Some ____________ may have no phenotypic consequences, while others are associated with specific human disease.
copy number variations
Deletions and duplications are often associated with ___________.
Comparative genomic ________________ allows detection of abnormalities.
Steps of genomic hybrization:
1) chromosomes in metaphase are extracted and labeled red
2) chromosomes from cancer cells in metaphase and fluorescently labeled green
3) DNA from both is denatured and hybridized to each other
4) Any region without a 1:1 ratio of red to green indicates an abnormality in the cancer cell chromosomes
Any region without a ________ ratio of red to green indicates an abnormality in cancer cell chromosomes.
____________ often occur without phenotypic consequences.
An inversion that contains the centromere is called a ____________ inversion.
An ___________ may disrupt the function of a vital gene or may reposition a gene in a way that the gene's level of expression is altered.
repostioning of genes that leads to altered expression are called a ______________-.
During meiosis, the homologous chromosomes form an ___________.
Pericentric inversion results in
2 normal chromosomes and 2 abnormal chromosomes (1 deletion and 1 duplication)
results in 2 normal chromosomes and 2 chromosomes that possess deletions
An individual who carries one copy of an inverted chromosome is called an ________________________________.
________________ involve exchanges between different chromosomes.
The ends of chromosomes have ______________, which contain specialized repetitive DNA.
Abnormal crossover may result in a ____________________.
If a piece of one chromosome is attached to another, it is called an _________________ translocation.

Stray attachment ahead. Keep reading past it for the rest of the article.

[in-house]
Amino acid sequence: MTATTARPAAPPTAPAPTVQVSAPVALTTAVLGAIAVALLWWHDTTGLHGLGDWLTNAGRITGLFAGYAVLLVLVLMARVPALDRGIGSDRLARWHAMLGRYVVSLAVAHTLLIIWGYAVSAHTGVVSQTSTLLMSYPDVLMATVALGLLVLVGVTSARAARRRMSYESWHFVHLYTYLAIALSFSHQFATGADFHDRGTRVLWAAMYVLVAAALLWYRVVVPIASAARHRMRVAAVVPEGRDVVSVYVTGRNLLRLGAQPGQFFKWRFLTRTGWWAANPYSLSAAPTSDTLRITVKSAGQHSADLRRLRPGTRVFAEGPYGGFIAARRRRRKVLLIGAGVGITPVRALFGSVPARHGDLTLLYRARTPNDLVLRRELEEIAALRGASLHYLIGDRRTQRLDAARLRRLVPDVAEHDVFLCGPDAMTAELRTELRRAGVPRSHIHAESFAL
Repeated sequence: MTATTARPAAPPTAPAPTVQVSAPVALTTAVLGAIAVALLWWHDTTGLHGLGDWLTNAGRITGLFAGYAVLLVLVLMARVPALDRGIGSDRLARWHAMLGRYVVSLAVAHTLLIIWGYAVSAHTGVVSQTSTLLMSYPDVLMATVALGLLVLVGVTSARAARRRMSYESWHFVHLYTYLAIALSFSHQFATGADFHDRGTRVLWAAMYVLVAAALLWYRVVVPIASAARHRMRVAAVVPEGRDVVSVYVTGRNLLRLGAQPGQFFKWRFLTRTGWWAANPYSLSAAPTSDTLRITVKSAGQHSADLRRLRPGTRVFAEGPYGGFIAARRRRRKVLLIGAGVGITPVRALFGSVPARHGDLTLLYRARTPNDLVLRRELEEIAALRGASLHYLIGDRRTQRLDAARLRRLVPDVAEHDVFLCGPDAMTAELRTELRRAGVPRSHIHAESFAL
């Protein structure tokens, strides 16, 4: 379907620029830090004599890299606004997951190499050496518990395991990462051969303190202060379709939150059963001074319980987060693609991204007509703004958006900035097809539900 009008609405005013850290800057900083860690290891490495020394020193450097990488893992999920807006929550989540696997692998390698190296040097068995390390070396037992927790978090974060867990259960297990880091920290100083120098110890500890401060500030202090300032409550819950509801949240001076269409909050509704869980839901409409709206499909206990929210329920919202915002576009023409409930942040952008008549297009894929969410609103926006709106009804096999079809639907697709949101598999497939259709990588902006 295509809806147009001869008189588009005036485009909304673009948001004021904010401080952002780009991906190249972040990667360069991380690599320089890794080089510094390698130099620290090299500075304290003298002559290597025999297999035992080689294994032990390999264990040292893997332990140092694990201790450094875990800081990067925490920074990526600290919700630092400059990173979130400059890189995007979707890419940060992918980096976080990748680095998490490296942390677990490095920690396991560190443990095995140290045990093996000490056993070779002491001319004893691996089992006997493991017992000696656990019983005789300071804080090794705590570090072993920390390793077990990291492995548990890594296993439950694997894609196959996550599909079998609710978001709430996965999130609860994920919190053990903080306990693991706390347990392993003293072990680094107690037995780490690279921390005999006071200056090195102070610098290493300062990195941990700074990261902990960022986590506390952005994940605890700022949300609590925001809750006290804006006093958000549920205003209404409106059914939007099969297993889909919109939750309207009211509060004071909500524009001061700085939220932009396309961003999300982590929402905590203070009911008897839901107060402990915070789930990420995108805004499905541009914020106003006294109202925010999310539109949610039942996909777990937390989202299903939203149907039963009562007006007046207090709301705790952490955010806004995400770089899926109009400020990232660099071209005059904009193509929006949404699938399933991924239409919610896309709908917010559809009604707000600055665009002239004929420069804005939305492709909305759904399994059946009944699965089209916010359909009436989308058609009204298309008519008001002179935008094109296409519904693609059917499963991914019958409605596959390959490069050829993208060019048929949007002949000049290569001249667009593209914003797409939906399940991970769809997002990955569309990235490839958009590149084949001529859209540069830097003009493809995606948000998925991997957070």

Familial Down Syndrome is an example of ____________.
Individuals with reciprocal translocations may produce abnormal gametes due to the ______________ of chromosomes.
In adjacent-1 and adjacent-2 segregation, the end result is ___________.
four unbalanced gametes
An individual who does not produce 100% normal gametes is said to exhibiy _____________.
Organism that are ______________ have a chromosome number that is an exact multiple of the chromosome set.
An organism with three multiples of the chromosome set is called __________
An organism with three or more sets of chromosomes is called ____________.
_________________ refers to the change in number of a chromosome.
______________ (2n +1) indicates an extra copy of one chromosome.
__________________ (2n-1) indicates a missing copy of one chromosome.
A gene present in three copies may produce ______% of the gene product.
A gene present in on ecopy may produce __% of the gene product.
Almost 50% of spontaneous abortions are due to ___________.
Changes in number of X chromosomes are usually nonlethal, due to the formation of inactive _________.
_____ of the parents may also influence the formation of an aneuploid condition.
ex: male bees are monoploid and female bees are diploids
ex: liver cells in humans are triploid, tetraploid, or octoploid
Polytene chromosomes can contain up to _____ sets of chromosomes.
The central location to which the replicated chromosome aggregates is called the _____________.
Polyploids with an odd numuber of chromosome sets are usually ____________.
Interspecies crosses can create _________
Variations in chromosome number are due to ____________ of the chromosomes.
Non disjunction in meiosis ___ is more detrimentak than it is in meiosis ____.
________________or chromosome loss can produce a patch of tissue with an altered chromosome number.
____________ is the result in an organism whose contain a group of cells that are genetically different from one another.
____________ refers to an increase in the number of chromosome sets in a single species.
Allopolyploid contains a combination of both alloploidy and ___________.
Colchicine binding to tubulin and interfering with normal chromosome segregation is an example of _______________.
Sets with similar terms